normal

Bruce Cockburn sings, “The trouble with normal is that it always gets worse.” What did he mean by that? Cockburn is an activist and like many who want the world to become more just there is a lingering feeling that the world sets its clock to “normal” and lives without reflection. One could say that much of the world cannot afford the time and expense that is necessary to do anything other than survive. But there is a sizable population in western democracies who do have the time, energy and drive to make the world a better place. Their enemies are large corporations who have a vested interest in the status quo. We can see that. That dynamic, change vs. more of the same, is obvious and the interests of both sides make for powerful conflict.

But there is another layer of opposition that activists face and it’s called indifference and the defenders of “normal”. Apathy and indifference are not new and this way of thinking will never go away. There is built into the human condition a sense that it’s better to just move on and leave things as they are. Change takes work and many people, unless they or someone they love are affected, are simply not going to strike out on a new path for the sake of someone they don’t know. Sad but true.

But there is another layer of opposition to the forces of social change and these are the defenders of the status quo who stand where they do not for reasons of economic advantage but for reasons of acceptance of how things are now. These folks may actually be losing ground economically to the status quo, change may be in their self-interest, but they are so socially and culturally tied to the way things are that they will fight hard to maintain everything just as it is.

Too much questioning, too much experimentation, “thinking too much” just makes some people uneasy and ultimately angry. This frustration is borne of a sense that if people would just accept things as they are everyone would be happier. It’s an odd way to think and yet it represents that majority of our population. Given a choice most will opt for the existing set of norms.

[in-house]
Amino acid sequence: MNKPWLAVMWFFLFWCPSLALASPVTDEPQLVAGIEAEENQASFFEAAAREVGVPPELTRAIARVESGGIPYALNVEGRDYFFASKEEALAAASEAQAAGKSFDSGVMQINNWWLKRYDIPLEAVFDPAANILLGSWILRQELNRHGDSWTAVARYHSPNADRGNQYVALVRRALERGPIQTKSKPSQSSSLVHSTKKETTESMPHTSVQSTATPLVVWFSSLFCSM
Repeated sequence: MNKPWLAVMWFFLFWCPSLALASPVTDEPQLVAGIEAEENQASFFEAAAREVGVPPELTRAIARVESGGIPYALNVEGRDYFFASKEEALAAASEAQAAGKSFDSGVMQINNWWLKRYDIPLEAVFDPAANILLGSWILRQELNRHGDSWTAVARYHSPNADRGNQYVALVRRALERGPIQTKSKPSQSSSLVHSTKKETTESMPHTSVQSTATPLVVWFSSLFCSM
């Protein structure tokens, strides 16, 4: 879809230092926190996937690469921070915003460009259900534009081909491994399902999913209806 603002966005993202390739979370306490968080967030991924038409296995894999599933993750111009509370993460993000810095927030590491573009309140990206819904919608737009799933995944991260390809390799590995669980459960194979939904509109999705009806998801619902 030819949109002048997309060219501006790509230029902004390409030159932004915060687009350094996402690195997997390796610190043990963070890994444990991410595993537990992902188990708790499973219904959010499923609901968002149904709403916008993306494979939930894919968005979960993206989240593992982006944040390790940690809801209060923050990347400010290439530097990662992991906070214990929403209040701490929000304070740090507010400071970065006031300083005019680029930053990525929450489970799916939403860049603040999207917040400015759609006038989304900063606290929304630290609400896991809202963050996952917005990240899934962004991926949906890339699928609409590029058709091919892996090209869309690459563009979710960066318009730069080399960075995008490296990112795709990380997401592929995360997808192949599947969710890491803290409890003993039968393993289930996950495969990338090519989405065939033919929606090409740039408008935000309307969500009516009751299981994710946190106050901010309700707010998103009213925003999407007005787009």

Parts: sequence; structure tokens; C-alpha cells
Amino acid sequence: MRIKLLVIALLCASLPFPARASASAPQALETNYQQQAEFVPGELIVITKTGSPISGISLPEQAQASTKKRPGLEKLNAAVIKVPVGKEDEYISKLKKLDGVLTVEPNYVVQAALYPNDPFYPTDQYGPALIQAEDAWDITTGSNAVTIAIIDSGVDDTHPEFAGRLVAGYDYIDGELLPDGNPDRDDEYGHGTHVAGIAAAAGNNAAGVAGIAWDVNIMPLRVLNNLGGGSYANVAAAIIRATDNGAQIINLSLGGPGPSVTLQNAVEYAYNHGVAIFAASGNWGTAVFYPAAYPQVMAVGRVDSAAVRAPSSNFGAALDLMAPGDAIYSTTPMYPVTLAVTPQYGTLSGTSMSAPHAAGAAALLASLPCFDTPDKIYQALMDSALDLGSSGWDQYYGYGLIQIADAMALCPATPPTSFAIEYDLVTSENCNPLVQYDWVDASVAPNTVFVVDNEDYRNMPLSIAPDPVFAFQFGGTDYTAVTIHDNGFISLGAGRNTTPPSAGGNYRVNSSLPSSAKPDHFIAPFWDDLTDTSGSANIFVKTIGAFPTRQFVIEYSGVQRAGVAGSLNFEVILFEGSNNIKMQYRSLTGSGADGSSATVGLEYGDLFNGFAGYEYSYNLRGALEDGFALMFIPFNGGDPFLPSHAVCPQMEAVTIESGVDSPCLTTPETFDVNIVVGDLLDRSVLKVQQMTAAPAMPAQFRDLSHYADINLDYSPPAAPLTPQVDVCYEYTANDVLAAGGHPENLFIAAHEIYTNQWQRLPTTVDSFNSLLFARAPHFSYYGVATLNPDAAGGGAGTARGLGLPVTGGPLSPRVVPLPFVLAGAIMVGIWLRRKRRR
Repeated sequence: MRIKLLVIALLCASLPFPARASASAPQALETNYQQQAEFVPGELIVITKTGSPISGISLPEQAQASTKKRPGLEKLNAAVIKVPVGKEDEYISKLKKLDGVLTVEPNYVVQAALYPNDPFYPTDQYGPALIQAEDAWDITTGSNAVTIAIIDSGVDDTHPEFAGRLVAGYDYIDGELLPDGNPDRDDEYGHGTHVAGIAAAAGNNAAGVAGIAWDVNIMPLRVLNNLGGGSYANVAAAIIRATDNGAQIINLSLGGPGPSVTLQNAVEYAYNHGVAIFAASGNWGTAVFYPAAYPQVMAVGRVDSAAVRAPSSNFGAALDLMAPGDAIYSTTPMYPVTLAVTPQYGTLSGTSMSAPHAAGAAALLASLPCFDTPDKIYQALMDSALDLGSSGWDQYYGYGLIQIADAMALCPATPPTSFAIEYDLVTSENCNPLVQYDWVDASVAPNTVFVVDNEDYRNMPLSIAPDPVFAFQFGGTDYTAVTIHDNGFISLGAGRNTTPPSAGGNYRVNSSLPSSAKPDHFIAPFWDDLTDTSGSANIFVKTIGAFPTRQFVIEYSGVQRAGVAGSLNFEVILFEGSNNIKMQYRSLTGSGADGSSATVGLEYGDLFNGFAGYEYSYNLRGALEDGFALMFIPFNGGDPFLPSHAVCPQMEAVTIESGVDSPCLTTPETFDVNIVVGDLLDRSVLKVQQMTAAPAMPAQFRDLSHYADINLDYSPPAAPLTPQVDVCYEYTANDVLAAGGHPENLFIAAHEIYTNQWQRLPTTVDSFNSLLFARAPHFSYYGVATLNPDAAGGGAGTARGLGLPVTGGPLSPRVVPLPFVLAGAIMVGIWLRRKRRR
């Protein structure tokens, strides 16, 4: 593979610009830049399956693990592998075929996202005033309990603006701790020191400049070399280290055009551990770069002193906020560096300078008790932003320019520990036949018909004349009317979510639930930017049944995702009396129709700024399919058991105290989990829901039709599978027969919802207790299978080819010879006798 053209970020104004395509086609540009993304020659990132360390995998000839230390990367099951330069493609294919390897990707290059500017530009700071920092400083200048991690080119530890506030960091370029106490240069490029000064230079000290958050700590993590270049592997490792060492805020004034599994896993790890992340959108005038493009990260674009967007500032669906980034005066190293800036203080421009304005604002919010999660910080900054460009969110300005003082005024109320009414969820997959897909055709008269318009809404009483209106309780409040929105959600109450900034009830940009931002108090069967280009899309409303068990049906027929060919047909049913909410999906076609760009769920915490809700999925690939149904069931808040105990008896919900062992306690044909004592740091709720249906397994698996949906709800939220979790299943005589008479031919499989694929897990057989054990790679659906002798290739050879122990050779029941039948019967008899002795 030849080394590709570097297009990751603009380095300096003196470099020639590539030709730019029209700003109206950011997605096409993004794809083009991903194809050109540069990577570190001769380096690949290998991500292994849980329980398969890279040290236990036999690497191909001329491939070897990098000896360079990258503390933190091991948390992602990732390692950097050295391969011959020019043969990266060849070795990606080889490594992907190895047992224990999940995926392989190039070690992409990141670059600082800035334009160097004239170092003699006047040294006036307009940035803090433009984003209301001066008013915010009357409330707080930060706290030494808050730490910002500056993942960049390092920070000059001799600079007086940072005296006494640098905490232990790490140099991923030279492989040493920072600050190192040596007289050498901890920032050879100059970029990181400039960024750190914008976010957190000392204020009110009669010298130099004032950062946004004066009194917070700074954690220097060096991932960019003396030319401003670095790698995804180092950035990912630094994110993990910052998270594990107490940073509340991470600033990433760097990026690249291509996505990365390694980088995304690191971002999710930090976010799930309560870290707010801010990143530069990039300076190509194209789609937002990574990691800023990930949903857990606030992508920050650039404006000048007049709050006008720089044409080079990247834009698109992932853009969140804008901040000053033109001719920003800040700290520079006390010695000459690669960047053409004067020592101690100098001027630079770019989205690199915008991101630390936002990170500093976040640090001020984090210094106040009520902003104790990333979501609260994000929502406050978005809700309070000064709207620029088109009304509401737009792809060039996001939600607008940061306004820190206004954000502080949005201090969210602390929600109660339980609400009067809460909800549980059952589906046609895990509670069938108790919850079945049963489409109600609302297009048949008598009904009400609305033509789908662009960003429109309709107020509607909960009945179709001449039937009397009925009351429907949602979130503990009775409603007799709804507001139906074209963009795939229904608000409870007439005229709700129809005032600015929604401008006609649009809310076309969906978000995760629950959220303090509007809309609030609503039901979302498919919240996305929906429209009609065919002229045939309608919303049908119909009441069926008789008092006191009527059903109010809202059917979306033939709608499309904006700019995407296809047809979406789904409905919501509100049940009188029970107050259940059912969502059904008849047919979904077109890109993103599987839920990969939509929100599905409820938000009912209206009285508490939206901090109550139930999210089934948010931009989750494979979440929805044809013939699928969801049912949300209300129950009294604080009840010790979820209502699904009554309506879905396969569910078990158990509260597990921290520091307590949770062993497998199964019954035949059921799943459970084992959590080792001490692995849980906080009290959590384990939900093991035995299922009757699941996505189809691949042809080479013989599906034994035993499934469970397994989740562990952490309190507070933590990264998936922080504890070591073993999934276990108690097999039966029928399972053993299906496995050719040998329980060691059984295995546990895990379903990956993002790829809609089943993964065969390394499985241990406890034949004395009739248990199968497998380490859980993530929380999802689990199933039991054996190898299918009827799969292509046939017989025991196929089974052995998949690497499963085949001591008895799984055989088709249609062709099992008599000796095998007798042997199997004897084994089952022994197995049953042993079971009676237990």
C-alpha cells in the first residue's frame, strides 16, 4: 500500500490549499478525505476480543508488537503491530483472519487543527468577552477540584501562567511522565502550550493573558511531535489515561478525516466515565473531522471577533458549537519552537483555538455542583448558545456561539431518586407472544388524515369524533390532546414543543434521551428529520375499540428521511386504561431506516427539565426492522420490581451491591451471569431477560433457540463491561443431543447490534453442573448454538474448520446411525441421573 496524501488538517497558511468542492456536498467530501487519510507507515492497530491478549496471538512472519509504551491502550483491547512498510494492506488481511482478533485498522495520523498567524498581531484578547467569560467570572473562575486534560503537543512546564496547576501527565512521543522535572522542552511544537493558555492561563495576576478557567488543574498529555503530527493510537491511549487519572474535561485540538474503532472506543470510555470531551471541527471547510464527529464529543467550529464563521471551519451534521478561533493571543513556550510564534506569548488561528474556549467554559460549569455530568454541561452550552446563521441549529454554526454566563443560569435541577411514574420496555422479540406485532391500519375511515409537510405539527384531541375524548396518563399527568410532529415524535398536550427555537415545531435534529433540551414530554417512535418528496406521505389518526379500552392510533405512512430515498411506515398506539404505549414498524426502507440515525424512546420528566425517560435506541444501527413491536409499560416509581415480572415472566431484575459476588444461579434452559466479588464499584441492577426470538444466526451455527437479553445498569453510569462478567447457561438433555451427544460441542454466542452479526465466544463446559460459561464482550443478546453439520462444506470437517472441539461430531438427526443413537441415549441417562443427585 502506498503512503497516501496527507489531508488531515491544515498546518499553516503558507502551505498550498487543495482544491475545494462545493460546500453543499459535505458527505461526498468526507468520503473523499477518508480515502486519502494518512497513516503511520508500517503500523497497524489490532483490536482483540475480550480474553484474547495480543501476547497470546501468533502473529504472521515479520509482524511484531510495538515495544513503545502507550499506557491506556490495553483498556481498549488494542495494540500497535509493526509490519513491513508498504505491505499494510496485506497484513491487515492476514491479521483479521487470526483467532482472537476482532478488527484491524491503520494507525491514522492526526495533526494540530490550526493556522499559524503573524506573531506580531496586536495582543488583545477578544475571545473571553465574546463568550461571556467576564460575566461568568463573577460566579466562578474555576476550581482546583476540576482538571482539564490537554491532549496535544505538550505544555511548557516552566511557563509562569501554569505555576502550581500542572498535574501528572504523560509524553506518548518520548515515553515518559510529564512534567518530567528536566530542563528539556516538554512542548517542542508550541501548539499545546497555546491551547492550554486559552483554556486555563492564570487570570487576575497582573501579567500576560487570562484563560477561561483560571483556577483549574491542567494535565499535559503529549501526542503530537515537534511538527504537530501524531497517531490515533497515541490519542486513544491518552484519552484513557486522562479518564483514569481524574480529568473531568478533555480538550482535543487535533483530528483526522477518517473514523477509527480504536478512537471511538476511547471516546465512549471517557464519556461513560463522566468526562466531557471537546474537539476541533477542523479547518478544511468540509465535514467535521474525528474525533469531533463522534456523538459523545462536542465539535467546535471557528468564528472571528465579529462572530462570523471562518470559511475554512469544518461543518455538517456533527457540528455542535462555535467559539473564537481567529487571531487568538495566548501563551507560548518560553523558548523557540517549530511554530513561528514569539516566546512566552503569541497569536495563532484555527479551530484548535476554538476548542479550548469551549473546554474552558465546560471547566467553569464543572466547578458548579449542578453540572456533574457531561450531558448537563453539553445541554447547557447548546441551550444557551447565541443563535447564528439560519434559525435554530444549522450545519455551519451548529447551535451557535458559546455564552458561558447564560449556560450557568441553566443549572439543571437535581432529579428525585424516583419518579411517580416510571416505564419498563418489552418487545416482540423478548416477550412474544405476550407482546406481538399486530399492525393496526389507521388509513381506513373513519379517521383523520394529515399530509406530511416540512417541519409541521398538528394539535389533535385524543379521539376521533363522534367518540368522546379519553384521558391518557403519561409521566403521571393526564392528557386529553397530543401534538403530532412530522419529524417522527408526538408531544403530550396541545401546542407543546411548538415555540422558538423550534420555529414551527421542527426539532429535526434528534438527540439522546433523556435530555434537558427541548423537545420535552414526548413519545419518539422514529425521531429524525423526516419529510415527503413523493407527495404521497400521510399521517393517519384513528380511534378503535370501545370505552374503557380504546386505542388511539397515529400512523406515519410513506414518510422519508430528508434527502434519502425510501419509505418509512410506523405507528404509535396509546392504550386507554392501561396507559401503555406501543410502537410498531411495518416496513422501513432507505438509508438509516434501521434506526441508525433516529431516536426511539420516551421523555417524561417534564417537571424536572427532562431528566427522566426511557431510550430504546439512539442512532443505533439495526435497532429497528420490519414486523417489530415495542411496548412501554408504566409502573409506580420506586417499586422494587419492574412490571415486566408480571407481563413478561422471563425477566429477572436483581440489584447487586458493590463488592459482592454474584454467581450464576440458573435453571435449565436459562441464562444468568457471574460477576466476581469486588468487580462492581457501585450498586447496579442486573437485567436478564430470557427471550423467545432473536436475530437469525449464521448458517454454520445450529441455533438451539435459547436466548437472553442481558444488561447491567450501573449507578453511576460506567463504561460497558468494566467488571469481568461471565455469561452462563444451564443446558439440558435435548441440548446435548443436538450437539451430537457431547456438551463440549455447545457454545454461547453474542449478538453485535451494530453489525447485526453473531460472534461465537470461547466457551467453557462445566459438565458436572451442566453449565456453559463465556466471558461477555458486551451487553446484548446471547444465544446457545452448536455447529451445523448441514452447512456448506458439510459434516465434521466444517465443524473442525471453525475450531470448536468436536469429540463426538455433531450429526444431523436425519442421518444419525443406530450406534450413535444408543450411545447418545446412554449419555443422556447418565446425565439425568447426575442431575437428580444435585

And so for people like Cockburn making the necessary changes to create a new world, more just, more caring, more balanced, there will be the conflict with the “powers”, there will be the constant need to inspire the apathetic but there will also be the inertia of the status quo, the “normal” people who are threatened by change and stand ready to oppose any tinkering with what is.

During the season of Lent Christians are asked to consider what needs to change, personally and collectively. Too many Christians limit such reflection to “I swear too much” or “I will give up chocolate”. Such piety leads to very small and marginal change. The big issues of poverty, racism, homelessness, and climate change don’t get address by a “swear jar” and the lack of sweets in the home.

The time comes when what we accept as normal may be overrated and change is required. If left on its own normal can, and often does, get worse.